A generation enamored with iPads and social media would like to see more financial advisors pick up the tech pace, according to a study from Cisco Internet Business Solutions Group, but advisors may be reluctant to go along.

“Some advisors don’t favor using the new technology,” said Robert Waitman, director, Cisco IBSG Financial Services Practice. “They may feel that no changes need to be made in the way they run their practices.”

With 20% of wealthy investors under age 55 planning to change their primary advisor in the next 12 months, according to the survey, tech enhancements may be the difference between acquiring or losing clients.   

The Cisco survey concluded that “Wealthy Under-55s” (those with at least $500,000 in investable assets) were keenly interested in technology-enabled solutions from financial advisors.

“Many investors want video in the mix,” Waitman said. However, as the survey report observes, “Many financial advisors are reluctant to use technologies such as video because they prefer the close relationships that face-to-face meetings engender, and because they feel in-person meetings give them more control over the client relationship.”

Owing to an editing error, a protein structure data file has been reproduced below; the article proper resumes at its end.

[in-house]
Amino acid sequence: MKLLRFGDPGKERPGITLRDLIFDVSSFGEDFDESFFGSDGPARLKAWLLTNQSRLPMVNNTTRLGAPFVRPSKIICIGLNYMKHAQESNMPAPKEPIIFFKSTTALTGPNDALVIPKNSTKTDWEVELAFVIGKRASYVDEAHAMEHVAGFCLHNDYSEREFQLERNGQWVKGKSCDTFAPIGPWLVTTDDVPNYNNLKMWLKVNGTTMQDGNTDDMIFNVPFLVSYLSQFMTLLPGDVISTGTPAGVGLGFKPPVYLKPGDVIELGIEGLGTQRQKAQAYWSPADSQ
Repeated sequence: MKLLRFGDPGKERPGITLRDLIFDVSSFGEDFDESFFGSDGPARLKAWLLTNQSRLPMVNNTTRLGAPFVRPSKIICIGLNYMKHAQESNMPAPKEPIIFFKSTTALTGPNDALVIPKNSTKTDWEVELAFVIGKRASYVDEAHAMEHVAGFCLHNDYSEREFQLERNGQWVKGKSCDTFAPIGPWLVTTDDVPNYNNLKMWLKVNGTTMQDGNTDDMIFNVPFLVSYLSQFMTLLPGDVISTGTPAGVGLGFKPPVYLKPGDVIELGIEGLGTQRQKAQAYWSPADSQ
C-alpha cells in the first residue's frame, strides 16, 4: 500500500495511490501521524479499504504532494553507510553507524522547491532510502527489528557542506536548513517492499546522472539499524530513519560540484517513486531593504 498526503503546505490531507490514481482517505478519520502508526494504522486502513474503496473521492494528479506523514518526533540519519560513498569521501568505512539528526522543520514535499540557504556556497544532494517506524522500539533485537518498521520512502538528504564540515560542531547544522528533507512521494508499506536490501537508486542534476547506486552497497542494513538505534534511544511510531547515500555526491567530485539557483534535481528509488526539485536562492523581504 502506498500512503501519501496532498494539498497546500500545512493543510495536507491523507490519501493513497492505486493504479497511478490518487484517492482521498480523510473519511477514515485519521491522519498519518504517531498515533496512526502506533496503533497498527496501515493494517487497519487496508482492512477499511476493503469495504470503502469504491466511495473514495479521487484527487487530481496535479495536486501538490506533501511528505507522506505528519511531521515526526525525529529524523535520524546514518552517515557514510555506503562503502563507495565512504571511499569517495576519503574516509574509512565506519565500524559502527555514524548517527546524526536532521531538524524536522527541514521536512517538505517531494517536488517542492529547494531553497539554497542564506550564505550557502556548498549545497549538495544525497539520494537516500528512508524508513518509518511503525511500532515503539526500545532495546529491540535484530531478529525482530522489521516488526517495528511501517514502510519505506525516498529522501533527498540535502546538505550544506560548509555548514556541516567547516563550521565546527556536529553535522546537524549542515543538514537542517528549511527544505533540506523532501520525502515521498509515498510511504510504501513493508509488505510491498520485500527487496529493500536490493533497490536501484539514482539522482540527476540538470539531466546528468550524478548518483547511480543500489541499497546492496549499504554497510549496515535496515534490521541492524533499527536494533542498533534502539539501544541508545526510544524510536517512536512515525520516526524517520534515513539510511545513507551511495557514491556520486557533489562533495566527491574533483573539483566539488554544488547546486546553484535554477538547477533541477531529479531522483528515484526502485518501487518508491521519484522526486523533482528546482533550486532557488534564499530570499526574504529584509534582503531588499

A tech-savvy mix might include client-advisor video meetings and webinars, Waitman said. With video meetings, advisors could be more accessible to the increasing number of clients who live far away and seldom can attend face-to-face meetings. Advisors could use video to connect with experts to cover specific topics, such as taxes and estate planning.

In the Cisco survey, 60% of wealthy investors under age 55 were somewhat or extremely interested in “meeting with multiple financial experts via HD video in a financial advisor’s office.” Among survey respondents in the 55-64 age range, 32% expressed interest in such meetings while 23% of older investors said they had some interest in this type of multi-party video gathering.

So, why is video instead of a traditional telephone conference call a more attractive option?

“Video enhances trust,” Waitman said. “In addition, many younger people are comfortable using video. Advisors who include clients’ children in some meetings may be able to build relationships and eventually retain assets that pass to the next generation, which is a major challenge.”

It’s likely that many advisors already use some form of video to communicate with friends and family. Could such equipment also be used for client meetings? “That depends,” Waitman said. “Advisors who decide to use video should choose high-quality equipment, to look and feel professional.”

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